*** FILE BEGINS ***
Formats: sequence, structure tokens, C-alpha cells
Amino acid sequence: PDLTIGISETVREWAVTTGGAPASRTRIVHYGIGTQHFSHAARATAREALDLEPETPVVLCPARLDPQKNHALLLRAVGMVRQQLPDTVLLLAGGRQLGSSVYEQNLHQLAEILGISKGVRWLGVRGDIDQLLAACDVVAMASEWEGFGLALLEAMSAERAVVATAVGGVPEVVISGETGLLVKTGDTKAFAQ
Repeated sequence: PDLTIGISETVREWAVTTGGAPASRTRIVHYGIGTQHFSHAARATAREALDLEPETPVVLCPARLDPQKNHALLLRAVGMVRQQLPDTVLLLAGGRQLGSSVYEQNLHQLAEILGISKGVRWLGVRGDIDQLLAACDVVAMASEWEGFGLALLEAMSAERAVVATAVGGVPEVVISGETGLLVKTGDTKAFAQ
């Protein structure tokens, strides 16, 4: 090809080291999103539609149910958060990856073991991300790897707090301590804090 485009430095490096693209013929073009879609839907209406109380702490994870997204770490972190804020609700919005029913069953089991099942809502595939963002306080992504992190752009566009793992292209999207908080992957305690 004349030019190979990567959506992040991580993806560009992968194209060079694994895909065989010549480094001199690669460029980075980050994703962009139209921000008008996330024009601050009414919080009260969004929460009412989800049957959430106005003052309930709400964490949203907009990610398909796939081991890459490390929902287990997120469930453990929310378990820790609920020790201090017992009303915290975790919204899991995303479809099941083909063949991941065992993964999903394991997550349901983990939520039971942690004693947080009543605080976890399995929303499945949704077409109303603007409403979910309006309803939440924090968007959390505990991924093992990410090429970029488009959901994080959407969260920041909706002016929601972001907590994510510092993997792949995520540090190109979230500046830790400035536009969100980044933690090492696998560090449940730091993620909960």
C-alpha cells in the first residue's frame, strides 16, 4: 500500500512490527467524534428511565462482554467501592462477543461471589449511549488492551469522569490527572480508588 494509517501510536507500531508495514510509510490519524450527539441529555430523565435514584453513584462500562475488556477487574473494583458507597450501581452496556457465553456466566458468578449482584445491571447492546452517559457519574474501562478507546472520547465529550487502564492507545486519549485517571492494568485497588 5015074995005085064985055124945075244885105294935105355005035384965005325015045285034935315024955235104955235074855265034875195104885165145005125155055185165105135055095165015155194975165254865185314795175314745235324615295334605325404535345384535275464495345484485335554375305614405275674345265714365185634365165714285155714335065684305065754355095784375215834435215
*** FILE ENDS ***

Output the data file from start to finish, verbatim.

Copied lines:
Formats: sequence, structure tokens, C-alpha cells
Amino acid sequence: PDLTIGISETVREWAVTTGGAPASRTRIVHYGIGTQHFSHAARATAREALDLEPETPVVLCPARLDPQKNHALLLRAVGMVRQQLPDTVLLLAGGRQLGSSVYEQNLHQLAEILGISKGVRWLGVRGDIDQLLAACDVVAMASEWEGFGLALLEAMSAERAVVATAVGGVPEVVISGETGLLVKTGDTKAFAQ
Repeated sequence: PDLTIGISETVREWAVTTGGAPASRTRIVHYGIGTQHFSHAARATAREALDLEPETPVVLCPARLDPQKNHALLLRAVGMVRQQLPDTVLLLAGGRQLGSSVYEQNLHQLAEILGISKGVRWLGVRGDIDQLLAACDVVAMASEWEGFGLALLEAMSAERAVVATAVGGVPEVVISGETGLLVKTGDTKAFAQ
């Protein structure tokens, strides 16, 4: 090809080291999103539609149910958060990856073991991300790897707090301590804090 485009430095490096693209013929073009879609839907209406109380702490994870997204770490972190804020609700919005029913069953089991099942809502595939963002306080992504992190752009566009793992292209999207908080992957305690 004349030019190979990567959506992040991580993806560009992968194209060079694994895909065989010549480094001199690669460029980075980050994703962009139209921000008008996330024009601050009414919080009260969004929460009412989800049957959430106005003052309930709400964490949203907009990610398909796939081991890459490390929902287990997120469930453990929310378990820790609920020790201090017992009303915290975790919204899991995303479809099941083909063949991941065992993964999903394991997550349901983990939520039971942690004693947080009543605080976890399995929303499945949704077409109303603007409403979910309006309803939440924090968007959390505990991924093992990410090429970029488009959901994080959407969260920041909706002016929601972001907590994510510092993997792949995520540090190109979230500046830790400035536009969100980044933690090492696998560090449940730091993620909960």
C-alpha cells in the first residue's frame, strides 16, 4: 500500500512490527467524534428511565462482554467501592462477543461471589449511549488492551469522569490527572480508588 494509517501510536507500531508495514510509510490519524450527539441529555430523565435514584453513584462500562475488556477487574473494583458507597450501581452496556457465553456466566458468578449482584445491571447492546452517559457519574474501562478507546472520547465529550487502564492507545486519549485517571492494568485497588 5015074995005085064985055124945075244885105294935105355005035384965005325015045285034935315024955235104955235074855265034875195104885165145005125155055185165105135055095165015155194975165254865185314795175314745235324615295334605325404535345384535275464495345484485335554375305614405275674345265714365185634365165714285155714335065684305065754355095784375215834435215